Oregon Republican US Senate Nominee Defends Her Interest In QAnon

By Jeff Mapes (OPB)
Portland, Ore. May 22, 2020 1:45 p.m.

Oregon Republican Senate nominee Jo Rae Perkins on Thursday defended her interest in QAnon, a loose-knit group that’s promoted a number of conspiracy theories.

Jo Rae Perkins won the Republican primary to challenge U.S. Sen. Jeff Merkley, D-Ore., in the 2020 general election.

Jo Rae Perkins won the Republican primary to challenge U.S. Sen. Jeff Merkley, D-Ore., in the 2020 general election.

Courtesy of Jo Rae Perkins

Perkins told OPB in a lengthy interview that she regretted allowing her campaign consultants to take down a video she posted on primary election-night Tuesday in which she praised QAnon and said, “I stand with Q and the team.”

“Am I bummed I took it down?” said Perkins, a semi-retired insurance agent from Albany, Oregon.  “Yeah, I am really bummed.  But I also hired a consultant whose job it is to ‘protect me.’”

Perkins' election-night video received national attention this week in such media outlets as The New York Times, The Washington Post and The Guardian. She insisted she goes to QAnon message boards as merely a "source of information" and that the news media focuses too much on the group.

The 64-year-old ran for the Senate in 2014 and for the U.S. House in 2016 and 2018, all while receiving scant attention and failing to win primary contests. This year, Republicans were unable to recruit a strong challenger to Democratic U.S. Sen. Jeff Merkley, and Perkins won 49% of the Republican vote against three other little-known challengers.

In the now-deleted video, Perkins held up a sticker promoting a QAnon slogan – “Where we go one, we go all” – and said, “Thank you anons. Thank you, patriots.”

Related: What Is QAnon? The Conspiracy Theory Tiptoeing Into Trump World

Critics of QAnon say followers have promoted a number of baseless and sometimes dangerous conspiracy theories. One FBI report said QAnon had inspired domestic terror threats, including one involving a man arrested in 2018 for planning a bomb attack on the Illinois state Capitol. The movement was started by someone posting under the letter "Q" claiming to have inside knowledge of high-level conspiracies aimed at taking over governments and major businesses – while also alleging prominent Democratic figures run pedophilia rings.

President Donald Trump on several occasions has retweeted QAnon messages. And his repeated insistence that he’s taking on the “deep state” has resonated with many QAnon followers.

Perkins said she first started looking at QAnon messages on Nov. 20, 2017 – she said she knows the date because it is on her computer. That’s about a month after “Q” first posted.  And she said she appreciates that QAnon followers are trying to “look behind the proverbial curtain to see if there’s anything there.”

Perkins called the QAnon message boards "Socratic" in the way they pose questions that encourage further research. She said some people may take the posts as gospel, but she said she doesn't agree with everything she sees there. She said she also relies on numerous other sources for inspiration and information, including the Bible and an online course from Hillsdale College, which has gained a national following among staunch conservatives.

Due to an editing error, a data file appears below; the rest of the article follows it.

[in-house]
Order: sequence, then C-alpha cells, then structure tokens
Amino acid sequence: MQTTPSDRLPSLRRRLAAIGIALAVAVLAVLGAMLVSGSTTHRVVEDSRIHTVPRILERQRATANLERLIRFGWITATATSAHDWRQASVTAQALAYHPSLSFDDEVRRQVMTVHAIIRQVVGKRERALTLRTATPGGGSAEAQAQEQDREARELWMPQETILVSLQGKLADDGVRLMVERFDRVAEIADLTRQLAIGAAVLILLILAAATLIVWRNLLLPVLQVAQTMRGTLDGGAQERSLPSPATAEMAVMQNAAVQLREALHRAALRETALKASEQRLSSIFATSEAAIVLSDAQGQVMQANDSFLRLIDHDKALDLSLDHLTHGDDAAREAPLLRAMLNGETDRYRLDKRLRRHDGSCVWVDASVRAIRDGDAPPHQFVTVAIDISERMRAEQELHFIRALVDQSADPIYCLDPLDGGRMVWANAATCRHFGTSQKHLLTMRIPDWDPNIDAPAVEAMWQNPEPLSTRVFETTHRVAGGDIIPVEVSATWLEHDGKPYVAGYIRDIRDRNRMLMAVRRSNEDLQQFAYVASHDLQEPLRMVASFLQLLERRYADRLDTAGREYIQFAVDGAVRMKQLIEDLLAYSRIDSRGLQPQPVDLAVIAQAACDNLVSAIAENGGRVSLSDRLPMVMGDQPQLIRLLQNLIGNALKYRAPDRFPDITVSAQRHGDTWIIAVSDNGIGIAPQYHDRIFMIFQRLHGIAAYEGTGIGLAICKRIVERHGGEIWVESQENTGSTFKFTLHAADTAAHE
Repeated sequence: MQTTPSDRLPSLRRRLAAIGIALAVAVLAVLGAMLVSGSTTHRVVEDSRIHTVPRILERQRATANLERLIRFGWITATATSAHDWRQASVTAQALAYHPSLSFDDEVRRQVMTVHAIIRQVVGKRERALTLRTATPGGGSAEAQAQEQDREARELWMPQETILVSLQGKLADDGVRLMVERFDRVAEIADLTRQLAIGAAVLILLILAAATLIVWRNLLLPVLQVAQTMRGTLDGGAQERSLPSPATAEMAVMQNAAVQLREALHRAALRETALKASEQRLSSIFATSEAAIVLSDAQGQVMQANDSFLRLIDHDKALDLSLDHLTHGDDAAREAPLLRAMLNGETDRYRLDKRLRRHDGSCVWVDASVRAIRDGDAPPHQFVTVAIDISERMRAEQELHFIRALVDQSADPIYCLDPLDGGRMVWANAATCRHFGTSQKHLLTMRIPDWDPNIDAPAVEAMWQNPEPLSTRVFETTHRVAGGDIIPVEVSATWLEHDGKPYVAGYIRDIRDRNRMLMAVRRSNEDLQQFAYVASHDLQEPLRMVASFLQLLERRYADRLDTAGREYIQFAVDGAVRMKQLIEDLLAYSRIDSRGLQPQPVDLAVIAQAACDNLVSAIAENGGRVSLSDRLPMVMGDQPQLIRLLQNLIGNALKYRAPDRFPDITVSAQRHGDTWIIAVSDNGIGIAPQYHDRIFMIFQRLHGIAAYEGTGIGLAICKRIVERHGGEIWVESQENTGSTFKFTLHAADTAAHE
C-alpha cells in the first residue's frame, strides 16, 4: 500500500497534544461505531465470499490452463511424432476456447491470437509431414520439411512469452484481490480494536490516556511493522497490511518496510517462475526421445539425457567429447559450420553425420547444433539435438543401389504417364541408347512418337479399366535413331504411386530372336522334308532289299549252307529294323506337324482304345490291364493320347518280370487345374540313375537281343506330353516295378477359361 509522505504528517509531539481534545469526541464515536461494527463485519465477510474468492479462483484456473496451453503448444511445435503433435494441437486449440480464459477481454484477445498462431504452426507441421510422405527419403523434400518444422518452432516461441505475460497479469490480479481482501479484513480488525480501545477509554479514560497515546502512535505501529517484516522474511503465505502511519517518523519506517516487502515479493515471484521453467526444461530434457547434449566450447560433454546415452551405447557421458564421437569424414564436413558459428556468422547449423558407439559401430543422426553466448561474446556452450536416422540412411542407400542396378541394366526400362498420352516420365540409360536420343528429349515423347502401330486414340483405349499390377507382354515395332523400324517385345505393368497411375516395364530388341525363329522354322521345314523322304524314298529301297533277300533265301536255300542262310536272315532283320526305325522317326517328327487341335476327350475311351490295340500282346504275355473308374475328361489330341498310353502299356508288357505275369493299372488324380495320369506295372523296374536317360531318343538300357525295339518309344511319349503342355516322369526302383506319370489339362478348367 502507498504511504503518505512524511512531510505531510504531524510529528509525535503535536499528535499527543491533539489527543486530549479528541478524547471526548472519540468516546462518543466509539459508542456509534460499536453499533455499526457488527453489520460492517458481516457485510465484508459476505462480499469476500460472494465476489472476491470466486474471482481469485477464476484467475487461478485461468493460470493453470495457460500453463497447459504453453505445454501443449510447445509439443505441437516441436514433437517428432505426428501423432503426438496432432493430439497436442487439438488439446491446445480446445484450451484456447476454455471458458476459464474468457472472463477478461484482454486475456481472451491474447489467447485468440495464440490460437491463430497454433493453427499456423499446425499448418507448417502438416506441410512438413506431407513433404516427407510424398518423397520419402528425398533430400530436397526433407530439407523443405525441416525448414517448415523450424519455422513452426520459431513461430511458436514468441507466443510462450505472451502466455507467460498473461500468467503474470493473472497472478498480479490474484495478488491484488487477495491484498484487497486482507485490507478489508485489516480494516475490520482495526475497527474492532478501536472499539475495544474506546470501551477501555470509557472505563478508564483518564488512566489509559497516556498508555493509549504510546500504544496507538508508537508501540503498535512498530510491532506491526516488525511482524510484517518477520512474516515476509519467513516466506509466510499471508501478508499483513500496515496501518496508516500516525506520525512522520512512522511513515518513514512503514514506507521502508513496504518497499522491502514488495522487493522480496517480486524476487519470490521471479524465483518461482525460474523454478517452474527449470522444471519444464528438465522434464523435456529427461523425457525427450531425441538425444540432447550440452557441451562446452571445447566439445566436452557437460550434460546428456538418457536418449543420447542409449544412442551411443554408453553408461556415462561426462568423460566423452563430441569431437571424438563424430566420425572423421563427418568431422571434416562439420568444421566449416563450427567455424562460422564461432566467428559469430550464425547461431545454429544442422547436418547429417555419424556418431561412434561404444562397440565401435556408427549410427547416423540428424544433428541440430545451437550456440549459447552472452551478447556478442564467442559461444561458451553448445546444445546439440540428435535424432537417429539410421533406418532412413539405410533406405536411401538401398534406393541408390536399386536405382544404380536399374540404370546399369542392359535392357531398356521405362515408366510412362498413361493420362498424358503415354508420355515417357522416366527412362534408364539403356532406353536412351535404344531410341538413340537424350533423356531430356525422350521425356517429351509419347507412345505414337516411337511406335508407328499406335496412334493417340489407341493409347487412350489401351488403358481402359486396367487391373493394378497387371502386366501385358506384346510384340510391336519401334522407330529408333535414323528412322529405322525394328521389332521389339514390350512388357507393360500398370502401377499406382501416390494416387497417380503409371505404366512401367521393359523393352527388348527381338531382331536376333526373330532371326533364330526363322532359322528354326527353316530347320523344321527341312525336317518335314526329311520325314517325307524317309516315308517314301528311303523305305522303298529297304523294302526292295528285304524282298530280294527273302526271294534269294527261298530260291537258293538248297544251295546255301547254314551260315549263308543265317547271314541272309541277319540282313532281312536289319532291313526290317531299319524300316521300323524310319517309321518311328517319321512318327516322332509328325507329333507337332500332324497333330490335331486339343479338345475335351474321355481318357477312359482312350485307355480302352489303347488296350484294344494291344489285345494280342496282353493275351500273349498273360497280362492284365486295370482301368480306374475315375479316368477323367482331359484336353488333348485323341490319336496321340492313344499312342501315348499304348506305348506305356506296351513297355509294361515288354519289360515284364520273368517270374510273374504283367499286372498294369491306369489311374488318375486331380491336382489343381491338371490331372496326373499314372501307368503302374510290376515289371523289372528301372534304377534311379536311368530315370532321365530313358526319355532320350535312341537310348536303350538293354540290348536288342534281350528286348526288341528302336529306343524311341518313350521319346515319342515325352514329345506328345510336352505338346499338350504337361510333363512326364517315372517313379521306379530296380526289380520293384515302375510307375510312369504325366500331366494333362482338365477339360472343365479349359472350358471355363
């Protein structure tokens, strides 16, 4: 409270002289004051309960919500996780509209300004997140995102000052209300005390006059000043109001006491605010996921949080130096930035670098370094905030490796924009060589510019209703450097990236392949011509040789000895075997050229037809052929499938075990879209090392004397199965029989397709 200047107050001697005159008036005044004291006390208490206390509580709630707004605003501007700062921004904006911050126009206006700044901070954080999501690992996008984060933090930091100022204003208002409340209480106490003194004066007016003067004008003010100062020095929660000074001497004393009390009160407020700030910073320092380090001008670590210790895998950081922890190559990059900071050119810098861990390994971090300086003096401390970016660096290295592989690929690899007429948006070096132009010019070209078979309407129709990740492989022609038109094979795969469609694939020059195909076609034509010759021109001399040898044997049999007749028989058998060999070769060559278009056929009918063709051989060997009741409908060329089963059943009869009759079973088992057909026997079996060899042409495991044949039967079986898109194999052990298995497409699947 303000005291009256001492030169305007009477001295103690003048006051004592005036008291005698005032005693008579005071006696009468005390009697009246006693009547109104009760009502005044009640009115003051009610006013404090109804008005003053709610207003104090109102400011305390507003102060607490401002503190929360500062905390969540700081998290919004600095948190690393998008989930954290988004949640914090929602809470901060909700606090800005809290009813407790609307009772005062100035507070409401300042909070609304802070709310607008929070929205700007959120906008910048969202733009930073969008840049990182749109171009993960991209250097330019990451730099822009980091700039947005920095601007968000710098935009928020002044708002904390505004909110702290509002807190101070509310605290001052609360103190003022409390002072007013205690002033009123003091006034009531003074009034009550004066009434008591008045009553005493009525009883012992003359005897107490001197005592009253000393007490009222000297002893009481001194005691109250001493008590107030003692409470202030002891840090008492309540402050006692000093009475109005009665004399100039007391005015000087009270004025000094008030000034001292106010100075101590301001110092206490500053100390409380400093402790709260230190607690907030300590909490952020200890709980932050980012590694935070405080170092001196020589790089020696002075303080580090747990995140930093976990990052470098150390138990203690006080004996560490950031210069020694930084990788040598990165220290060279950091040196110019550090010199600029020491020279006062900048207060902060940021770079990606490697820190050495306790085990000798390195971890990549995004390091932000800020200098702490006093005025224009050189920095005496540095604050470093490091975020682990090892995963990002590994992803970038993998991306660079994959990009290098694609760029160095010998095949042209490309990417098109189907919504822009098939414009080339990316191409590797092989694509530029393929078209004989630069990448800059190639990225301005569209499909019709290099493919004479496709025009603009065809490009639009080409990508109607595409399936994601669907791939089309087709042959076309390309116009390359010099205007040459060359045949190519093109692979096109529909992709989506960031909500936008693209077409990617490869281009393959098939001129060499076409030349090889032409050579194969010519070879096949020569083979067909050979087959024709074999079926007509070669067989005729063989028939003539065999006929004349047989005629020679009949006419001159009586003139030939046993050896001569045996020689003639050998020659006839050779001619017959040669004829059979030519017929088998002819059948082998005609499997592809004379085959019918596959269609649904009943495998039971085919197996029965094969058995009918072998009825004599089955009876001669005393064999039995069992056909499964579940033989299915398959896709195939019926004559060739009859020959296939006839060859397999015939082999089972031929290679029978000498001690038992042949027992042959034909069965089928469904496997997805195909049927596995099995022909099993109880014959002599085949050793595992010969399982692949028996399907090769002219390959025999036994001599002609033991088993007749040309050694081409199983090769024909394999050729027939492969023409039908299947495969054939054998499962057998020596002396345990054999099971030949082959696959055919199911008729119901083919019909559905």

Perkins said holding up the QAnon sticker was a “shout out to all of the people that have supported me.”  She said it was akin to being in a “room full of Beaver fans or a room full of Ducks fans” and saying “Go Beavs,’ ‘Go Ducks.’”

Like many QAnon readers, Perkins said she believes Trump agrees with much of the thinking on QAnon. She said she’s several times seen Trump draw “Q” marks in the air during a public appearance.

“He did it in the Oval Office the day before that he said, ‘This is the calm before the storm,’” said Perkins, referring to Trump posing with several military leaders before suggesting that it might represent the calm before the storm.

Related: 'Deep, Dark Conspiracy Theories' Hound Some Civil Servants In Trump Era

However, Perkins repeatedly said journalists and voters should instead be focusing on her longtime beliefs that the federal government needs to be dramatically reduced in scope.

“I don’t need the U.S. Forest Service on our land,” said Perkins. “It is unconstitutional.”

She added that she wants voters to know she will work to ensure they are “going to be able to keep all their rights and freedoms as outlined in our Constitution. That’s my takeaway, and I will fight for that.”

Perkins is particularly insistent that both the state and federal governments have been overreaching during the current pandemic. She’s participated in protests against Gov. Kate Brown’s shutdown orders aimed at limiting the spread of the coronavirus.

The government should “get out of the way and let people live their lives,” said Perkins, adding that people who drink, smoke and eat a poor diet make themselves more susceptible to the disease.  “They have to take responsibility for their own lifestyles.”

Health officials in Oregon and nationally have said stay home orders have been successful in preventing more deaths related to COVID-19.

Perkins said forcing people to stay locked down at home is “not America. That is a communist country. And I don’t live in a communist country.”

Merkley spokesman Ray Zaccaro said the senator would not have any comment on Perkins. Oregon Republican Party spokesman Kevin Hoar also declined to talk about her comments, saying that any statements should come from the party’s new Senate nominee.

After running for office several times, Perkins said she understands why her advisers are worried about some of her statements.

She noted candidates are typically advised to shift to the political middle once the primary is over.

“You know all campaigns pivot, right?” she said.  “I don’t pivot very well. I’ve not been much of a good dancer all my life.”